8. Chapter 2 Viking Wars, Public Peace: The Evolution of Bridge-work
    (pp. 39-65)

    The definition of the common burdens was part of the growth in power and sophistication of royal government; as kings’ demands on their people grew, so they began to grant immunities from secular burdens to churches and favoured individuals, reserving the military obligations necessary for all. To the ancient army-service were added fortress- and bridge-work, the insistence on which gained increasing urgency under the pressure of Viking attacks.¹ Indeed, as Nicholas Brooks concludes, ‘the development of royal authority in England was directly connected with the successful enforcement of public works and general military obligations so that an adequate defence against...

  9. Chapter 3 ‘As Free as the King Could Grant’: The End of Communal Bridge-work
    (pp. 66-79)

    Bridge-work was one element of the Anglo-Saxon public order. It was a communal obligation which was theoretically inescapable; most other duties might be remitted by the king, but not bridge-work. This theory was either not understood or not respected by the Conqueror and his sons. On the one hand, we see them exploiting the common burdens to their fullest extent. The Anglo-Saxon Chronicle complains of the grievous burdens imposed in 1097 on the counties whose work was due at London, caused by the building of the Tower of London and Westminster Hall and the repair of London Bridge, so that...

  10. Chapter 4 Three Solutions
    (pp. 80-148)

    By the late thirteenth and fourteenth centuries, bridges were a common feature of the English landscape. They were vital to the life of the country. But they were expensive to maintain and, since the general principle of universal land-based obligations had disappeared, there was no one system of financing maintenance. Three solutions evolved.¹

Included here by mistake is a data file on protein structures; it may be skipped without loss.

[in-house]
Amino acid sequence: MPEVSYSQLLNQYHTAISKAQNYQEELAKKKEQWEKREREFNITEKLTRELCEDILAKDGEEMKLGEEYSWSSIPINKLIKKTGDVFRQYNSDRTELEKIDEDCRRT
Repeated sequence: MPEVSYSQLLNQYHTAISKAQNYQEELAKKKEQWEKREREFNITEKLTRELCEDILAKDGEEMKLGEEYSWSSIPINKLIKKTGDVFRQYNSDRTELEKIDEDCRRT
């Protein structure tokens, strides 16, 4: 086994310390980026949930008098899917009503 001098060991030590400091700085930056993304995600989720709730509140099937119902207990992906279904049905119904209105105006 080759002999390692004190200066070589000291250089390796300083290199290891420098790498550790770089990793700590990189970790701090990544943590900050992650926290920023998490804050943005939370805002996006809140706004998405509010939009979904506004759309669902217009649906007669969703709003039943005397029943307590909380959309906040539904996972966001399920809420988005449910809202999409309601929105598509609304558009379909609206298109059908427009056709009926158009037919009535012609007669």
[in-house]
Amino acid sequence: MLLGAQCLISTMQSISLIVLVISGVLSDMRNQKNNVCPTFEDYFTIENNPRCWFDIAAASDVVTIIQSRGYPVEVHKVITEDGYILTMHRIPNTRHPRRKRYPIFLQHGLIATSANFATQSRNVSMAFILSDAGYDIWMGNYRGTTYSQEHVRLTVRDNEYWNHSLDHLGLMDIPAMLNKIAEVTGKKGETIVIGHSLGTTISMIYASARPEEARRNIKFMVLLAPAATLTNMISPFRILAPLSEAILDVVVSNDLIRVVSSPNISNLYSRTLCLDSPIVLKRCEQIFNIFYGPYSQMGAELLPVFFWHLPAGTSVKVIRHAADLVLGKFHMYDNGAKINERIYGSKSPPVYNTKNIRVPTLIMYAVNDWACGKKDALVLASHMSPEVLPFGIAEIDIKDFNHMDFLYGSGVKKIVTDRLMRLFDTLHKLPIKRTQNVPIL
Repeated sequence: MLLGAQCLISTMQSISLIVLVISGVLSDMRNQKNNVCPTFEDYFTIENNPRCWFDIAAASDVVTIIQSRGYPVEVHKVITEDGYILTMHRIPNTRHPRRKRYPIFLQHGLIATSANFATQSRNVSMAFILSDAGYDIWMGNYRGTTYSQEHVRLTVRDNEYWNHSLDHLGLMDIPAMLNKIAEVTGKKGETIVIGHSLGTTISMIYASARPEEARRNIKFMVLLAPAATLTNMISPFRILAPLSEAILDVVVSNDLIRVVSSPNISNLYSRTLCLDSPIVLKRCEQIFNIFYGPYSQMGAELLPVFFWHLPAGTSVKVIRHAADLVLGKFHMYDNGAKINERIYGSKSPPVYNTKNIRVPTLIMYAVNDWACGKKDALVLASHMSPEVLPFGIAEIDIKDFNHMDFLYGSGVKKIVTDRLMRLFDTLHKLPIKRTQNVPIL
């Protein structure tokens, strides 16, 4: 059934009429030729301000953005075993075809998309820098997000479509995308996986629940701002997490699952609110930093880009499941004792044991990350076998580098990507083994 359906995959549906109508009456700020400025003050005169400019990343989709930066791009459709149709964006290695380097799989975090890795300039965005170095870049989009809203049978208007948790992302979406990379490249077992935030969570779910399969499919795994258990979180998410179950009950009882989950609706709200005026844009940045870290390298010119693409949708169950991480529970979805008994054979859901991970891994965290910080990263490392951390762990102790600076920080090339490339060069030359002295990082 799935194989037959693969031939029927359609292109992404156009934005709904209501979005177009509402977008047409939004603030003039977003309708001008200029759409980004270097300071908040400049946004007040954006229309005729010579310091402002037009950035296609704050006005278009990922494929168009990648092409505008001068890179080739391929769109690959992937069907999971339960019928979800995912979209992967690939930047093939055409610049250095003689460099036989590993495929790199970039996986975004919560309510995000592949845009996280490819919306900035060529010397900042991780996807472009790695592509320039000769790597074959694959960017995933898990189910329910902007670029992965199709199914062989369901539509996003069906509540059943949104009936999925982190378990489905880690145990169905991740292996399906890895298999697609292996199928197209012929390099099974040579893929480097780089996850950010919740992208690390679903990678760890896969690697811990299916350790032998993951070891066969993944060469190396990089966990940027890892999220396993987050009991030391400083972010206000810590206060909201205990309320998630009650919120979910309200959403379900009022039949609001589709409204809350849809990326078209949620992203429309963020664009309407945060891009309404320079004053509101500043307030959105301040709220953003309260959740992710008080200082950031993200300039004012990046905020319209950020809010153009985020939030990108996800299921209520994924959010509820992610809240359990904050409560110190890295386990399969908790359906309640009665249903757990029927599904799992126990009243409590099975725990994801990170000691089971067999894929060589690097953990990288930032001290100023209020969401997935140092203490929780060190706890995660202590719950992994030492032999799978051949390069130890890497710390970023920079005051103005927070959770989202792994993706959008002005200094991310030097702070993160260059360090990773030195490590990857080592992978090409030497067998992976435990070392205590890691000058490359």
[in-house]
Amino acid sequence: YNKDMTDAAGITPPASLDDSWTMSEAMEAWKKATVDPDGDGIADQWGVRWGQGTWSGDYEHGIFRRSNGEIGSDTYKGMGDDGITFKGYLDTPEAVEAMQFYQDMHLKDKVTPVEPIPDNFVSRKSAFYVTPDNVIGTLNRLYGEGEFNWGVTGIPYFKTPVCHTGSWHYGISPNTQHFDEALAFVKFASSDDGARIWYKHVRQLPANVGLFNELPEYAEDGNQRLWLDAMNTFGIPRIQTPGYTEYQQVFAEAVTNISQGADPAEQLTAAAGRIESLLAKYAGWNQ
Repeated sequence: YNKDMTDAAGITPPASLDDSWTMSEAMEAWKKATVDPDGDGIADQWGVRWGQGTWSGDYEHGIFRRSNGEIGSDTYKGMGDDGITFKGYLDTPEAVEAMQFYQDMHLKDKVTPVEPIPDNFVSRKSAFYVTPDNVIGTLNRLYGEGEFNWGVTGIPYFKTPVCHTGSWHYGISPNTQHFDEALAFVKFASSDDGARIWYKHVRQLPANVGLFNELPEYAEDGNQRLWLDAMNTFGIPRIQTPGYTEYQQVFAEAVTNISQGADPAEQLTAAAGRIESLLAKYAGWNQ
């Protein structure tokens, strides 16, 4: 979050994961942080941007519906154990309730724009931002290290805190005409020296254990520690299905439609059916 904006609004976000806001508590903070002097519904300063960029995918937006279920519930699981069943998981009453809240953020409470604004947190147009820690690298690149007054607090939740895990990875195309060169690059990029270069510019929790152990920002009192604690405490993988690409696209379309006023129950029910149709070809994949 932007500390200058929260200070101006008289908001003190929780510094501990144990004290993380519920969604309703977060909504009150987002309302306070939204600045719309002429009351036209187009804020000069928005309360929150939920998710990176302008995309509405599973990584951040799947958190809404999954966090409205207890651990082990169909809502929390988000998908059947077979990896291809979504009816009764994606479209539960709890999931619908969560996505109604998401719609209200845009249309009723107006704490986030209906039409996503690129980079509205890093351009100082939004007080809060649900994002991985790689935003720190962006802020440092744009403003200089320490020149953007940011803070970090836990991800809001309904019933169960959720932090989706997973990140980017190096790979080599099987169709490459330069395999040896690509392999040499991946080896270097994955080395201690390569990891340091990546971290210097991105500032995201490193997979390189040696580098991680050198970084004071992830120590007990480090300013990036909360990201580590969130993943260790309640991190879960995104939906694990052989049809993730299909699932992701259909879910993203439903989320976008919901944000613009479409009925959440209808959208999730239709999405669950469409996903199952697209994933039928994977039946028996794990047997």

The first was the enforcement of obligations: this seems to have been going on quietly, almost behind our sources. Where obligations do enter the record it is usually the challenging of them. Obligations there were in the late Middle Ages, but they were not common to all;...

  11. Conclusion
    (pp. 149-152)

    What does the history of the financing of bridges tell us about the history of the English Middle Ages? The seven centuries from c. 700 to c. 1400 can be divided into four shorter periods.

    The period between c. 700 and 871 is obviously the most difficult about which to say anything definite. The obligation to build bridges first appeared in the charters, not as a vital part of governance, but as a symbolic borrowing from Roman and Continental law. There were few bridges and the duty was not important. The archaeological and environmental evidence suggests that most rivers could...

  12. Appendix 1 The Gumley Charter of 749
    (pp. 153-154)
  13. Appendix 2 Grants of Pontage up to 1400
    (pp. 155-168)
  14. Bibliography
    (pp. 169-182)
  15. Index
    (pp. 183-185)
  16. Back Matter
    (pp. 186-186)